As work began, a part of a Protogeometric cemetery was located, belonging to the extended, already known, cemetery of that period, a large part of which had been excavated in the past (note 10). Its new part covers an area of 4,800 sq.m. (over one acre) and to date 103 graves have been revealed about 1.50-2.50 m beneath the modern ground surface (fig. 5). There are large numbers of pithoi burials followed by cist graves. Sixty six pithoi burials were found in situ, placed horizontally on the ground, most of them well preserved. They are relatively small, 0.50m high with a diameter of 0.35 to 1.28m ending in pointed toes, while the larger ones are decorated with horizontal relief rings (fig. 7). Their opening was sealed by a limestone slab or, in some cases, by a larger stone in the shape of a stopper. Above them rose a mound of earth while their location was marked by a small heap of stones like a gravestone (sema). Twenty three carefully constructed graves belong to the cist graves type (fig. 8). The walls of the cists are made up of single limestone slabs (only one of them is built of sandstone-psammite). They each used a limestone slab as a covering and their floor was formed by small pebbles. They were organized in clusters, including graves of all types and orientation, and none had been plundered. They contained, for the most part, a single burial with the deceased placed in a fetal position either on his side or back. Only three pithoi contained secondary burials. No signs of cremation were found in these graves, which was, nevertheless, a well known practice in this cemetery (note 11).

The dead were buried along with clay vases and spindle whorls, gold, bronze and iron items for clothing and adornment such as pins, buckles, hair rings, rings, bracelets, bronze and iron weapons such as swords, spear heads and knives. While the offerings in the pithoi burial included mainly clay pots, most of the jewellery and weapons were found in the cist graves, a fact which possibly reflects different social and economic status. Most of the artefacts are extremely well preserved, owing to the particular composition of the soil in this area. The clay vases belong to the usual types for this period, namely oinochoai, prochoi, small amphorae, kantharoi, cups, askoi, flasks and other, decorated in styles already known from that same cemetery as well as from those of neighbouring areas such as Palaiomanina (note 12), Pleuron (note 13), and Kalydon (note 14), all belonging to the category of the so called «Western Koine»( note 15).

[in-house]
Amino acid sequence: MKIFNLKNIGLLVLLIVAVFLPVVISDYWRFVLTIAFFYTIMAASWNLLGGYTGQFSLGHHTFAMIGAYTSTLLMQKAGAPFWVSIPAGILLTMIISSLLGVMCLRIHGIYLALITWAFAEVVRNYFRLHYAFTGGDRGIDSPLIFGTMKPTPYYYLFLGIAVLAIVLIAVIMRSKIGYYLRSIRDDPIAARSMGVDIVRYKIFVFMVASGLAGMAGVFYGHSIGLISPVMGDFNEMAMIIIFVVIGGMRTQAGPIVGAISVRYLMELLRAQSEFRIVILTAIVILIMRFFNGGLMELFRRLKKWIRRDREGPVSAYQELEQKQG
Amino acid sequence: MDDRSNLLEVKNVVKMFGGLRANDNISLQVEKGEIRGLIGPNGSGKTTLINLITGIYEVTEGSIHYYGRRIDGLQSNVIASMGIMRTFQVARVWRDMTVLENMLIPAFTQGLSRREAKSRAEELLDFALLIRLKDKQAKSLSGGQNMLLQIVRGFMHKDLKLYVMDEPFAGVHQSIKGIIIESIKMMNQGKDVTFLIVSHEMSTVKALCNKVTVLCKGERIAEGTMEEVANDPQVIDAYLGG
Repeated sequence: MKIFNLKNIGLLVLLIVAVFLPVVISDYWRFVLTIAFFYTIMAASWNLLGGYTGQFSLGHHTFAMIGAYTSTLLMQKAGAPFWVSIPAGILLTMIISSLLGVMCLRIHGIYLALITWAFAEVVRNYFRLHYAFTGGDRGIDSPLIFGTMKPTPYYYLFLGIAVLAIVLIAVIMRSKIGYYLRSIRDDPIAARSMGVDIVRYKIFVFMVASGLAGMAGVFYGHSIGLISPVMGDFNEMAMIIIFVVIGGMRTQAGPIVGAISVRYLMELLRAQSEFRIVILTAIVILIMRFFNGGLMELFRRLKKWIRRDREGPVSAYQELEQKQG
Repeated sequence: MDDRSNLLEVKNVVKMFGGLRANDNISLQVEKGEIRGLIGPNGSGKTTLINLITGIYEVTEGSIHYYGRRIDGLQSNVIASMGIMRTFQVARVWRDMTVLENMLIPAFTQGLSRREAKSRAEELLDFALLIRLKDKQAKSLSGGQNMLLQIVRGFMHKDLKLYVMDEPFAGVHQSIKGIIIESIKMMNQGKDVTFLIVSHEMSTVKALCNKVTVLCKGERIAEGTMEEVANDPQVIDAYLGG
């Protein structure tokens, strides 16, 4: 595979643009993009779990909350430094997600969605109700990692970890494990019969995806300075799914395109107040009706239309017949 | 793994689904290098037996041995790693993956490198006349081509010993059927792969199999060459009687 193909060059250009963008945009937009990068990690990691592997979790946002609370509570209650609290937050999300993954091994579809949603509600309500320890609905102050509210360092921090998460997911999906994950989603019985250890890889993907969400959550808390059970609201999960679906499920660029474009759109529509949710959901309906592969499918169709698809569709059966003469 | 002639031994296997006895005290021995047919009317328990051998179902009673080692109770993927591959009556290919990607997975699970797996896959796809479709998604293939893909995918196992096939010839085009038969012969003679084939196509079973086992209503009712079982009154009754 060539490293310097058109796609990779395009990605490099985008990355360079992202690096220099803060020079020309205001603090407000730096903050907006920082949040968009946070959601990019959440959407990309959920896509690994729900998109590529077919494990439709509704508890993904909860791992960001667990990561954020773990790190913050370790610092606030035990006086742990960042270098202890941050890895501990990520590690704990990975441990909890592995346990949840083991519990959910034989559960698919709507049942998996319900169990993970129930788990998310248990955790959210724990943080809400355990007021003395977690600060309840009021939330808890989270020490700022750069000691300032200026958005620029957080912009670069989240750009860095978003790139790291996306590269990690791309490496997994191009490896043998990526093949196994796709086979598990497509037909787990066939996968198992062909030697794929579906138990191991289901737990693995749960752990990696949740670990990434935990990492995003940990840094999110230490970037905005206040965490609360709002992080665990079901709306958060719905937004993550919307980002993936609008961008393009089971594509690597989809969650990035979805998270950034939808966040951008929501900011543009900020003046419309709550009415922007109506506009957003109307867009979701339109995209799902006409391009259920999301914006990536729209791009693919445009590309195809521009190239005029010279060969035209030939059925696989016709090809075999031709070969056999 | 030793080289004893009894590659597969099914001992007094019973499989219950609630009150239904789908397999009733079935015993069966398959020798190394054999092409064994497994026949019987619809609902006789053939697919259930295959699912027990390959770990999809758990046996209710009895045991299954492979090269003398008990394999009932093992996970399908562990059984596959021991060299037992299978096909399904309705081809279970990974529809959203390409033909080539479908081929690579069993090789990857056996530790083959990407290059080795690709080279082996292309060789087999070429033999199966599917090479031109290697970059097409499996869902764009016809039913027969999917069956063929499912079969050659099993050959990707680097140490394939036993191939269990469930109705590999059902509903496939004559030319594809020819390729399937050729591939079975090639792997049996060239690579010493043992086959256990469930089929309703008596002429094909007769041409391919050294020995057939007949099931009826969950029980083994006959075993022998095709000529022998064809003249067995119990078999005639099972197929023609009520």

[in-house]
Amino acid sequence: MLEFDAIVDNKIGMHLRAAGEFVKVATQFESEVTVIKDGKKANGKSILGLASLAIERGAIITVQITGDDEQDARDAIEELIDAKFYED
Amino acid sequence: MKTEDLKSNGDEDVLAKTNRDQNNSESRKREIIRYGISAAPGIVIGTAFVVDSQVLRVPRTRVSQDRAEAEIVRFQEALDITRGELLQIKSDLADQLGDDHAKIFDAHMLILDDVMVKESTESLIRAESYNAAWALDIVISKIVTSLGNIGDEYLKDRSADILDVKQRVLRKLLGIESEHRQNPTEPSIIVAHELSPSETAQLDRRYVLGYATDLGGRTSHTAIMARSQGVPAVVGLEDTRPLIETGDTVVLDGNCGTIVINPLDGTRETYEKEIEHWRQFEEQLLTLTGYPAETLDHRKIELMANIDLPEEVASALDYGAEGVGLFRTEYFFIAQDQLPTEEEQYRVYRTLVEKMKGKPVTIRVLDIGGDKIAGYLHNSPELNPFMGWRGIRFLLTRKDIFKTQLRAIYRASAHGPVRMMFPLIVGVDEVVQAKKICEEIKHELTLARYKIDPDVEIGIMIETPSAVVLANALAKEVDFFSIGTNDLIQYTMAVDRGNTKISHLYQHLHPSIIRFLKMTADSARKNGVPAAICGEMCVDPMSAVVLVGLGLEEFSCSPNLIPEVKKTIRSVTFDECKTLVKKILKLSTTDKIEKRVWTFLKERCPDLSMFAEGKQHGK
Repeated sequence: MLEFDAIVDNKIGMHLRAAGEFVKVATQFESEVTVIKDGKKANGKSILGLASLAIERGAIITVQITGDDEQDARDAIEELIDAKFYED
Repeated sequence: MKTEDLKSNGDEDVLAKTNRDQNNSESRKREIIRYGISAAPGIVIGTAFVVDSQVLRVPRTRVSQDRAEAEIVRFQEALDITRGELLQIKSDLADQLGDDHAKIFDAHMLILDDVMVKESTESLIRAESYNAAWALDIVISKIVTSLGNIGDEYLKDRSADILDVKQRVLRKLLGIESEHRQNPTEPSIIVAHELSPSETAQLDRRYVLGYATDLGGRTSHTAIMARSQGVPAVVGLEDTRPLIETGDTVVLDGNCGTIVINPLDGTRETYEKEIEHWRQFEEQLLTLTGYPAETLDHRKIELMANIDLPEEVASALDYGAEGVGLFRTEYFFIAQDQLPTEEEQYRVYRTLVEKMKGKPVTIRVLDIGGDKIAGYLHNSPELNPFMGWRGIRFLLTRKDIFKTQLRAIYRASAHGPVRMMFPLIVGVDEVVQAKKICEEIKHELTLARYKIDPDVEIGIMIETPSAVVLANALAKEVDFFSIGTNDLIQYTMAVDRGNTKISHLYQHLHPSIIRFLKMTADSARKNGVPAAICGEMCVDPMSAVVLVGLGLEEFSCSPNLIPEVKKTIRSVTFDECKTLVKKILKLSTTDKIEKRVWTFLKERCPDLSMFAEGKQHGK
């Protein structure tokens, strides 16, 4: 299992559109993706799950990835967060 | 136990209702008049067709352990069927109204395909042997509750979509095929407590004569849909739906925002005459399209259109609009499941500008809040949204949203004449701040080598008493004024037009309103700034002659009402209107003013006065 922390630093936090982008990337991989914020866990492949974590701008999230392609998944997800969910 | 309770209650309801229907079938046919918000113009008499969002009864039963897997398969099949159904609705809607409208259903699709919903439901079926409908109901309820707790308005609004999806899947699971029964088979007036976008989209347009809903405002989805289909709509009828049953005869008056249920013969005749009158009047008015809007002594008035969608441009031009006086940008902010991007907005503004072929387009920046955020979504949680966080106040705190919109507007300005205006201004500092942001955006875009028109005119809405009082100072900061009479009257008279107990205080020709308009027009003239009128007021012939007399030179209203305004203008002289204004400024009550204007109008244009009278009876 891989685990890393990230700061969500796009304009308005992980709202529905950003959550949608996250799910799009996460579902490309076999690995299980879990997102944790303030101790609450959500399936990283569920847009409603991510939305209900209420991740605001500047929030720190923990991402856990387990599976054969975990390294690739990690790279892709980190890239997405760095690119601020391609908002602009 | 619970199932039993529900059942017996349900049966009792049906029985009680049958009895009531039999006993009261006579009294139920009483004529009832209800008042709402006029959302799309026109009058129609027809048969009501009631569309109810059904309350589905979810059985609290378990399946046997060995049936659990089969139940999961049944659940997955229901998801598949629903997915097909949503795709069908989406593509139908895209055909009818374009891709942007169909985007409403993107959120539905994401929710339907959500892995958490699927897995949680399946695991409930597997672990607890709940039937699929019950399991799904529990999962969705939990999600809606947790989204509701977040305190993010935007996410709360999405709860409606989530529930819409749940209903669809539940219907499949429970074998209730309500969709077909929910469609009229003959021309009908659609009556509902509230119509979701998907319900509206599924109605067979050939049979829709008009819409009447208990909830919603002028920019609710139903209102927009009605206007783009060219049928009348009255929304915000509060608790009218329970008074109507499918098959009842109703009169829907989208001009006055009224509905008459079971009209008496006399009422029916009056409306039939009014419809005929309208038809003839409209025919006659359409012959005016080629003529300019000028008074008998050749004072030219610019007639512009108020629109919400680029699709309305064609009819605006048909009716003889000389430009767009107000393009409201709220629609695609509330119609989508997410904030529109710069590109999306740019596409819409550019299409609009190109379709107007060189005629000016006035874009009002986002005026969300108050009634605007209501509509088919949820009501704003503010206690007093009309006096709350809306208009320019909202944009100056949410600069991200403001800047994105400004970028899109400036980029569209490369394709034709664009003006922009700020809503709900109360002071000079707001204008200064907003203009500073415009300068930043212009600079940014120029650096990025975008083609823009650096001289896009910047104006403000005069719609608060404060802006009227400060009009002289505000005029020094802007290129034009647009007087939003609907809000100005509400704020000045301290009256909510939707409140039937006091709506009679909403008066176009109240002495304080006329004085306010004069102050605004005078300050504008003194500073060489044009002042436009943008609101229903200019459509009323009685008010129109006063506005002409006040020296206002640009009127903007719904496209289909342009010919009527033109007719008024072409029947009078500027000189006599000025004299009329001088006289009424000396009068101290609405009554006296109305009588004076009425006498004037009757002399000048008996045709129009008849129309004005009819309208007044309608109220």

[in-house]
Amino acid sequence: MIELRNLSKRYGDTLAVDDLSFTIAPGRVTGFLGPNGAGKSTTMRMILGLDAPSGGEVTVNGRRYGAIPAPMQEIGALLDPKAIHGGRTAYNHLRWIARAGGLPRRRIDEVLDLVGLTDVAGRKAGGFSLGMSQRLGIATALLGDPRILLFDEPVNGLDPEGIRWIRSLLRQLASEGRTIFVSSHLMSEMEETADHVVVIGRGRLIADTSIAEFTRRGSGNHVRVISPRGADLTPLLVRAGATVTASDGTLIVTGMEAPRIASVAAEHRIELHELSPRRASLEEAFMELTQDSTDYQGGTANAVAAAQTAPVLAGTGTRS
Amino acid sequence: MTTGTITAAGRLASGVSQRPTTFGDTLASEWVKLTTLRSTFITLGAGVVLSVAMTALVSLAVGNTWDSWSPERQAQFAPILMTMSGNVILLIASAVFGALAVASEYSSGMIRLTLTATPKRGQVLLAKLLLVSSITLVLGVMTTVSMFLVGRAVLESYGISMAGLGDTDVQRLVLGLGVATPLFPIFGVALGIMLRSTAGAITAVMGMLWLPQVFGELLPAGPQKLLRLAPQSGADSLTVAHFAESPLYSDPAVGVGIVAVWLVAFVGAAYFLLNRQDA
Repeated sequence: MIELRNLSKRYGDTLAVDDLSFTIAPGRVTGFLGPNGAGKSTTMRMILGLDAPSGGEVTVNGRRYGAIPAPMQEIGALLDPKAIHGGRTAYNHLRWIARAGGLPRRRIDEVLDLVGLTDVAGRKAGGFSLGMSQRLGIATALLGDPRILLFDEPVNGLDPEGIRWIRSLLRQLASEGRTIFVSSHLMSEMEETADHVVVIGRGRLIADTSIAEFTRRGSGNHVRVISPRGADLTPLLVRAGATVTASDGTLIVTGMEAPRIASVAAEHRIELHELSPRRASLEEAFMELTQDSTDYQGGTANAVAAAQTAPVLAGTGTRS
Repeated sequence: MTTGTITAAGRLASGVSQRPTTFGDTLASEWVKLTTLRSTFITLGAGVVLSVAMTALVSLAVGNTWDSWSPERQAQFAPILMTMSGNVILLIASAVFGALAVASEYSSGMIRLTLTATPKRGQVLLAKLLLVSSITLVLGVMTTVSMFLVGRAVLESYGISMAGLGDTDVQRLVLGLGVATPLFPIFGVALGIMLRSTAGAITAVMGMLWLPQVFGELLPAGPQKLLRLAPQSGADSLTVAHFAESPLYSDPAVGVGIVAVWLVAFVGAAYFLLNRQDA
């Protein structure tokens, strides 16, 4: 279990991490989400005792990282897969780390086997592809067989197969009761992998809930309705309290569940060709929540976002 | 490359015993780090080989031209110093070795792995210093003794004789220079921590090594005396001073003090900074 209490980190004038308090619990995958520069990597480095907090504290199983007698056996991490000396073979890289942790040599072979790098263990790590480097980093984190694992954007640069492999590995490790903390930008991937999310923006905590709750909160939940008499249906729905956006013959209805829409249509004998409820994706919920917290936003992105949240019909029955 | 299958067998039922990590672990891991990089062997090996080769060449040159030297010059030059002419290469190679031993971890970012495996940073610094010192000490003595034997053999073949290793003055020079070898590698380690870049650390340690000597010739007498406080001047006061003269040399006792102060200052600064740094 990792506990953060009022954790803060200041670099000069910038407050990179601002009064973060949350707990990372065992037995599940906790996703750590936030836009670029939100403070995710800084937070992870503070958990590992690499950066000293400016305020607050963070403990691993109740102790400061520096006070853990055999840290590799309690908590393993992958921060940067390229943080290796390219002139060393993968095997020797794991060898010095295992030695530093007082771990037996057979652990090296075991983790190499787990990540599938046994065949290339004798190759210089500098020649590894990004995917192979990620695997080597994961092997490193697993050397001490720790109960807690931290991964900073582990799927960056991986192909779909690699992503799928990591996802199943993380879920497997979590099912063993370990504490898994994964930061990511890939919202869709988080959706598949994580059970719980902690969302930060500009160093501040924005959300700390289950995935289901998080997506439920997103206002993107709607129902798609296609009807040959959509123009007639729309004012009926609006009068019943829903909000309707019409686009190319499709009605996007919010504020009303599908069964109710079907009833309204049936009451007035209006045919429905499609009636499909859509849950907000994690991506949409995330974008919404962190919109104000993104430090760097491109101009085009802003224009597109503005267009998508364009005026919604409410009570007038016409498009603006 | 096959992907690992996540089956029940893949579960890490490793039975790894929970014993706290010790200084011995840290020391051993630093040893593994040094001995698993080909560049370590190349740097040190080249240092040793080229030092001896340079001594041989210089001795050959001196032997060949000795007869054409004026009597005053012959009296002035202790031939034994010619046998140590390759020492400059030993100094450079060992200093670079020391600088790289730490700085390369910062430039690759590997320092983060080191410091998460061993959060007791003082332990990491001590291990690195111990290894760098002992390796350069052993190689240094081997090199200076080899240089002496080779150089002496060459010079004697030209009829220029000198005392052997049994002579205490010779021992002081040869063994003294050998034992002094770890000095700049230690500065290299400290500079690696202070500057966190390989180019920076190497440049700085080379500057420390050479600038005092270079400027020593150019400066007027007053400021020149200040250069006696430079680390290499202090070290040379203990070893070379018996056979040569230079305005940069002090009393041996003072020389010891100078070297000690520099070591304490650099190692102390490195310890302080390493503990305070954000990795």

Two large apsidal buildings, both on the same axis, with a north to south orientation were unearthed a short distance to the south. Their walls which are 0.50-0.65m thick, were made of fluvial pebbles and their surviving height is barely 0.20-0.40m. The pottery found in the buildings’ interiors is dated to the Middle Helladic period (note 16).

Finally, about 500m to the East, a Hellenistic farmhouse was investigated (note 17). The building, measuring 12mx11.50m, was found one metre beneath ground surface and consisted of at least four rooms. The walls, preserving only their foundations, were built of rough stones found in the wider area. In one of the rooms (A) a cistern measuring 1.20×1.05m was discovered as well as part of a pebble floor in an adjoining room. Room C was used for storage as two pithoi were found in situ vertically placed on the ground. Moveable finds include the usual farmhouse equipment such as clay vases for everyday use and storage vessels, clay loom weights, stone mills for grinding, iron nails and lead joint, as well as sparse jewellery belonging to the tenants. Sea shells were also found, which were possibly connected to the functioning of the cistern. In the area around the building, parts of two drainage pipes were unearthed as well as evidence that indicates the existence of more auxiliary, makeshift structures.

This new data is added to the already rich archaeological background of the area around the inlet of the bay of Aitolikon.


Dr. Olympia Vikatou


Head of the 36th Ephorate of Prehistoric and Classical Antiquities